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A bit of History


Paul F. Rogan

Founder of Canadian Access

Born in Paris, France, in 1942, Paul emigrated to Canada as a very young man in search of a less suffocating society than what was offered in Europe.

At one time a director of the Libertarian Party of Canada, Paul’ actively pursued a lifelong interest in freedom and politics, especially as they relate to firearms use and ownership—he often states that he “did not go into ‘freedom’ because of his love of firearms but went into firearms because of his love of freedom”

Paul was a founding member of the National Firearm Association (NFA), a founding member of the Canadian Institute for Legislative Action (CILA) and a founding member of the RFOC movement, in British Columbia

He also raised a family in the Yukon Wilderness for over 14 years, as a full time trapper and commercial fisherman.

While having been a member of the Whitehorse Rifle and Pistol club for many decades, he never got involved seriously in target shooting but was for four years a shooting instructor for the Army Cadets in Whitehorse, Yukon

Paul’s lifelong interest in firearms culminated with him graduating from the Colorado School of Trades in Gunsmithing in 1978 year. He then operated a gunsmith shop in Whitehorse for over 3 decades.

While doing so, he bemoaned the lack of a serious tool of communication as it pertained to the firearm community. He felt the gun trade could use a newsletter permitting all gun aficionados to meet, exchange ideas, sell and buy guns and parts and everything related to the trade. It was also painfully obvious that all the available gun literature in Canada was shying away from controversy and that no one was actively picking up the fight for freedom and reasonable firearms legislation in any serious manner.

And so, in 1984, the first issue of Canadian Access to Firearms went to press.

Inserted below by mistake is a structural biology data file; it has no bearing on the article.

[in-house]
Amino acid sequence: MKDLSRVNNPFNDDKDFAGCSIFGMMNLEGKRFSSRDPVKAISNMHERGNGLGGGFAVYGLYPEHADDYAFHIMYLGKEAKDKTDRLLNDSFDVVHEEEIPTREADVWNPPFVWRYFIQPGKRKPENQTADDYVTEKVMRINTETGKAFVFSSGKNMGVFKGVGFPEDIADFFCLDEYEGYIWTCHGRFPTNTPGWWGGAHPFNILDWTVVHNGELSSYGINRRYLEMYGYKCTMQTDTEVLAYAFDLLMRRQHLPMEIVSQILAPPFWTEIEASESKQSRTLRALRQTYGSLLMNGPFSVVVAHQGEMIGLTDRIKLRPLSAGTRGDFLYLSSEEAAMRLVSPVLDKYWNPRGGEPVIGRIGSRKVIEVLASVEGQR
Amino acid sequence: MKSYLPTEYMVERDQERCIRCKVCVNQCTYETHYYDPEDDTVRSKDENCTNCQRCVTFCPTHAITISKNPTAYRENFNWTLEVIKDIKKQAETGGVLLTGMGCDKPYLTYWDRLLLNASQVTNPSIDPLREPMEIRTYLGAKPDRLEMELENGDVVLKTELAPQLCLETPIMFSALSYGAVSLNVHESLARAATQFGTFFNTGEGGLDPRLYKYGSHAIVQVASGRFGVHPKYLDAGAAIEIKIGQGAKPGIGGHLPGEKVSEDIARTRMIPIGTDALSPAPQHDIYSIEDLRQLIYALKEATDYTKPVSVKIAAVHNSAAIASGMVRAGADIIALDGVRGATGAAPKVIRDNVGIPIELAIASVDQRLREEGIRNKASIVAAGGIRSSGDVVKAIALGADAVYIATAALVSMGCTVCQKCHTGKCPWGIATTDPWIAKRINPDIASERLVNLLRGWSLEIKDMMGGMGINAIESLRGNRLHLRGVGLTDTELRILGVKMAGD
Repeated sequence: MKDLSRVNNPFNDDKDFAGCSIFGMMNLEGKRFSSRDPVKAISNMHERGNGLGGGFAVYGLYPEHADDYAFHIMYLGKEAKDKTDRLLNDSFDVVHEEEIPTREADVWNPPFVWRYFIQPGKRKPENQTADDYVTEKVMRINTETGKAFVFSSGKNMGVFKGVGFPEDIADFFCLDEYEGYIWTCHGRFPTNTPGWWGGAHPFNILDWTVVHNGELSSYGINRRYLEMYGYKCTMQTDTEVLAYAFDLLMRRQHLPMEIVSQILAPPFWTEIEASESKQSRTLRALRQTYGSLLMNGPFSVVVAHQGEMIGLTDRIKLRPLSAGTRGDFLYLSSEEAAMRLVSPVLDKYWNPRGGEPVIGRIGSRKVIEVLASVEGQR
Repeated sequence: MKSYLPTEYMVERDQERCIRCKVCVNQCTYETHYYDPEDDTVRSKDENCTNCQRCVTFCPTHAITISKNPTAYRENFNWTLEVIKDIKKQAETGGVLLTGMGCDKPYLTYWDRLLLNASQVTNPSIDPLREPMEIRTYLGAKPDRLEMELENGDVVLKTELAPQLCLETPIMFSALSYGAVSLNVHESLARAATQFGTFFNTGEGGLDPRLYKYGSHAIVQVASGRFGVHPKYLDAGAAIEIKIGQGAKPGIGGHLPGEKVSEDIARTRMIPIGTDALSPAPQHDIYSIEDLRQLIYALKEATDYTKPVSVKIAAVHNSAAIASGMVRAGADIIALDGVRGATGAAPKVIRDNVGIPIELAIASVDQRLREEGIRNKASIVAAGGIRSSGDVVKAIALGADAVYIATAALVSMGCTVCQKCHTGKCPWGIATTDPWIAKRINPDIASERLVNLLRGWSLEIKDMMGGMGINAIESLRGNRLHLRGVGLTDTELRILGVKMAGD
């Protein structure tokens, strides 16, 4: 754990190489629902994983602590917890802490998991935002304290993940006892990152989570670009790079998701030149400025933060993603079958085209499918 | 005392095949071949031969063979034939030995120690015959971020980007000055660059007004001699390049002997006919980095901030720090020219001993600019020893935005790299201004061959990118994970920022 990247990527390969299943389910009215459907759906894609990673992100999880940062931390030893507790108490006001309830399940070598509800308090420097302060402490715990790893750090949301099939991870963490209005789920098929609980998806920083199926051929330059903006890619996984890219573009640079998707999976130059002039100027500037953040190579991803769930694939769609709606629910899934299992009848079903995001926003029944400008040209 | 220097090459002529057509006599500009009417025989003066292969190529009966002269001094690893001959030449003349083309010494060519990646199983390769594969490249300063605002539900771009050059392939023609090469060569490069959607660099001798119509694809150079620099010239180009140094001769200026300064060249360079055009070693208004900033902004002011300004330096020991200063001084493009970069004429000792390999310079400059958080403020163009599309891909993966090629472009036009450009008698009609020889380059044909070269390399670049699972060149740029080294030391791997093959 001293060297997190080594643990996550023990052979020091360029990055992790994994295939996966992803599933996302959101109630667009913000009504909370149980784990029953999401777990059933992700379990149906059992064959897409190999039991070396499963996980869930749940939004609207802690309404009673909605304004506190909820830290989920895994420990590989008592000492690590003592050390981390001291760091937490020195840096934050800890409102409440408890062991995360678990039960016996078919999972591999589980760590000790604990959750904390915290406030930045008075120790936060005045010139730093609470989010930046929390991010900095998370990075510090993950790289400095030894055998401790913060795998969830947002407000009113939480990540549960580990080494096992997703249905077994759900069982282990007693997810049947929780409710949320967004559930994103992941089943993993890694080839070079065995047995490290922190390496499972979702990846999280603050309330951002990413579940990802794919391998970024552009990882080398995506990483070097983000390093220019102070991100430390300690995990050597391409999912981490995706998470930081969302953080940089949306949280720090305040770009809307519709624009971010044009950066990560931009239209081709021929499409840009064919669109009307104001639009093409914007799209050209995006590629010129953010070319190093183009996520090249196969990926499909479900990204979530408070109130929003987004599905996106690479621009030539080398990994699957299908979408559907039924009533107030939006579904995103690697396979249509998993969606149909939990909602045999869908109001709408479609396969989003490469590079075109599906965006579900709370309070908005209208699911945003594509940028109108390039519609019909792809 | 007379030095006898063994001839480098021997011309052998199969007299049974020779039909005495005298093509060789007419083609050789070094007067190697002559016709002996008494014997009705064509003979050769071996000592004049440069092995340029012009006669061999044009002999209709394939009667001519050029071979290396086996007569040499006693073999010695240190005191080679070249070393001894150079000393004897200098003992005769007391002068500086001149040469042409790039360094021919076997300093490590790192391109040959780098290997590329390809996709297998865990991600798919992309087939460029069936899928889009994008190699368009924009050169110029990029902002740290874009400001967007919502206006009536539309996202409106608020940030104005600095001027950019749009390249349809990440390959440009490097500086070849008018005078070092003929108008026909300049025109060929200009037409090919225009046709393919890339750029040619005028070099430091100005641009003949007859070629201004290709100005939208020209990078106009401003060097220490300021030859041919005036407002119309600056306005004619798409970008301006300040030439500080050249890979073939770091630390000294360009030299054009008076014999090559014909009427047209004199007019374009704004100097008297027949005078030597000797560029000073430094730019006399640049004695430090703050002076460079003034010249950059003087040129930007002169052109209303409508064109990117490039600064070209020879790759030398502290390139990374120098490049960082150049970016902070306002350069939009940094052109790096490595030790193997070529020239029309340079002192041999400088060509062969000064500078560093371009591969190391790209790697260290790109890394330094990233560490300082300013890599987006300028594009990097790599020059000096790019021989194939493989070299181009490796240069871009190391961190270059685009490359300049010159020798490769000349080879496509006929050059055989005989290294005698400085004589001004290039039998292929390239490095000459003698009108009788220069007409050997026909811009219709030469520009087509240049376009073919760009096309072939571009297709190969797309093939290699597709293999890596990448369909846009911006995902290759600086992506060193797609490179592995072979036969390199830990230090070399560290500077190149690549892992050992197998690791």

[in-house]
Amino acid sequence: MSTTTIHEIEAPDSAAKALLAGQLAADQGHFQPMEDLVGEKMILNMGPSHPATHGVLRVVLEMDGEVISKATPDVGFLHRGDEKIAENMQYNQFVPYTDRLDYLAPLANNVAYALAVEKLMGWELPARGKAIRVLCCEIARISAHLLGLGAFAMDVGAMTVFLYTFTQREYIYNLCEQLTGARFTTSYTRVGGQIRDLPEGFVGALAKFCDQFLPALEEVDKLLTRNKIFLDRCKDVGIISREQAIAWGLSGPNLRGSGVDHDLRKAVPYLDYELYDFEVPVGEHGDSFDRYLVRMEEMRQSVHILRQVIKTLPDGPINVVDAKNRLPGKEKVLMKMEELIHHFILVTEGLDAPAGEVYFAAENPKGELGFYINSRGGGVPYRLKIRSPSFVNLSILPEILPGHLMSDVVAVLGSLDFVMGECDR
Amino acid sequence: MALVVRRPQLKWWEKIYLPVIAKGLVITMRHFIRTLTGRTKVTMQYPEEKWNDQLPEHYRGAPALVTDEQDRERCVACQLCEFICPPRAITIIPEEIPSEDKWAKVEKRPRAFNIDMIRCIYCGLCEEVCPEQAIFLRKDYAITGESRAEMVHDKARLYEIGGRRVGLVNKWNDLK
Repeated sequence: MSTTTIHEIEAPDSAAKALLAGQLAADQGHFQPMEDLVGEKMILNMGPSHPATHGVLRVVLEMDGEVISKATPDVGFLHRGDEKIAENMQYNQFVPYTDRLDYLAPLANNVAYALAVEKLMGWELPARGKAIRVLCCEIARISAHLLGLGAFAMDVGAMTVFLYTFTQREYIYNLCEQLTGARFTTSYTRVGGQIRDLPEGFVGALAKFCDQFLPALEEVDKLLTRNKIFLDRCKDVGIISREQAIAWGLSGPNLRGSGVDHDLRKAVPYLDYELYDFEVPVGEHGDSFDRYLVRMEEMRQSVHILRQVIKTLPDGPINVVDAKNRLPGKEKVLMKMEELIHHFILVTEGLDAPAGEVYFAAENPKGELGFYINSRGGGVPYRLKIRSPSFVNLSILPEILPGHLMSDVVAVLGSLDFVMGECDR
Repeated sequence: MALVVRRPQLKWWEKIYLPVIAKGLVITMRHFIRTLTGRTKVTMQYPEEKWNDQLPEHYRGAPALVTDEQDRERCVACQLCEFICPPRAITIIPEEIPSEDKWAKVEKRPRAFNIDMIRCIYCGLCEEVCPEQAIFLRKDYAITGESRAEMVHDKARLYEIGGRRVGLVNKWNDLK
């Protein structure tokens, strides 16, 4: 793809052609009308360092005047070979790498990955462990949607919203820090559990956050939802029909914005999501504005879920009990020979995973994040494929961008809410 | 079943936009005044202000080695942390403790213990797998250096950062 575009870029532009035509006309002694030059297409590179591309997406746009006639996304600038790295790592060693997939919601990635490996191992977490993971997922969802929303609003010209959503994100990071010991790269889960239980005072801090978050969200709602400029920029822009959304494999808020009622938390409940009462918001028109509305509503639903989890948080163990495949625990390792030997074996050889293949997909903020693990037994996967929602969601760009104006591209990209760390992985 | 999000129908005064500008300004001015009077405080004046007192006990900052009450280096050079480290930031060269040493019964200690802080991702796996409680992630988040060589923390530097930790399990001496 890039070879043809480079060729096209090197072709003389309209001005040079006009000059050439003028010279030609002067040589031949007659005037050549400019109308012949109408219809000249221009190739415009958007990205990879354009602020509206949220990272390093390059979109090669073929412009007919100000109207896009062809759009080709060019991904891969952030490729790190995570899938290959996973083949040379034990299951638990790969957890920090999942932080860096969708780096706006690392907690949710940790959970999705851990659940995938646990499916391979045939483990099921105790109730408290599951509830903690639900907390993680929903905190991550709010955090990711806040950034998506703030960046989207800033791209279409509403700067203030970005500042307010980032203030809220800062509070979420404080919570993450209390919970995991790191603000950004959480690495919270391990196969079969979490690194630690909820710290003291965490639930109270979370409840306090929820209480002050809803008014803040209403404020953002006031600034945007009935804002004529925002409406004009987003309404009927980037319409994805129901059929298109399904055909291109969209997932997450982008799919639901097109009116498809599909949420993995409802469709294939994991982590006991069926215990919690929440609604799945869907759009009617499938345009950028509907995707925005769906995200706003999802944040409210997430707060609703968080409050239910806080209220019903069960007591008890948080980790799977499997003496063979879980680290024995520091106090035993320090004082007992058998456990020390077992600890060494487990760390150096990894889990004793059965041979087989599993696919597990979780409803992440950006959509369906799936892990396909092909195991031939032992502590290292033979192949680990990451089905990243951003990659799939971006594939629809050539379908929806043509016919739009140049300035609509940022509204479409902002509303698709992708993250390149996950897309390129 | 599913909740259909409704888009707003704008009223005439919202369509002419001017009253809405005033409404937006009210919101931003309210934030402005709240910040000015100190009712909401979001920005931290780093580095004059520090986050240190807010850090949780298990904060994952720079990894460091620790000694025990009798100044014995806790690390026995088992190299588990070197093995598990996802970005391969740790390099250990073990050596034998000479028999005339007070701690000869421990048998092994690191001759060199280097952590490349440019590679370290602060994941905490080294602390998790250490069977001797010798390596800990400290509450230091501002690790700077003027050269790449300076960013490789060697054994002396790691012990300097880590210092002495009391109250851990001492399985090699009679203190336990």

And thanks to you all, it is still going, bigger and better than ever…

What we are NOT


We are not just another gun business — in fact we do not sell or buy guns (and never have) period! That is not our purpose!

We do not try or intend to compete with the multitude of internet firearm sites — many are excellent, but too many more of them are plain lousy and ABSOLUTELY NOT SECURE! Neither do we recommend anyone to stop using the internet — it is a wonderful tool that does many things extremely well, but, especially as far as firearms are concerned, not everything by quite a margin!

We are not not a flea market like most internet auction sites and other free for all sites but much more like a private gentlemen club by membership only! (You can read more by going to our home page and clicking on the “Why print” button).

We are not a glossy gun magazine with fantastic glossy pictures and a litanies of often repetitious articles or barely disguised sale pitch for manufacturers products—

One reader wrote : I pick up and read every gun rag I can get my hands on. There are no words to express my excitement as I eagerly await the latest article to pit the .375 against the .416. Nor can I begin to describe the satisfaction I feel upon learning about the newest and shortest magnums and how they will make every pre-WWII cartridge obsolete. I constantly read about plains rifles, mountain rifles, bean-field rifles, timber rifles, cross-canyon rifles, and swamp rifles so I know which of my rifles have lost their usefulness for a particular task and which new rifles to replace them with.

If it wasn’t for a regular diet of gun writer’s wisdom how could I intelligently ponder wood versus plastic, velocity versus mass, bonded versus monolithic, blued versus coated, or just where to mount my scope? If I hadn’t kept up with gun articles how would I have known about all twenty-eight versions of Remington’s model 700 and the subtle yet fundamental differences that make each one unique? How would I have known elk have grown immune to the effects of the .30-06 and .358 Win and can now only be killed with the 300 RUM and 376 Steyr? How would I have learned that ten different companies fixed the deficient 98 Mauser by cloning it and adding a copy of a Winchester safety?

This is definitely not what we do!

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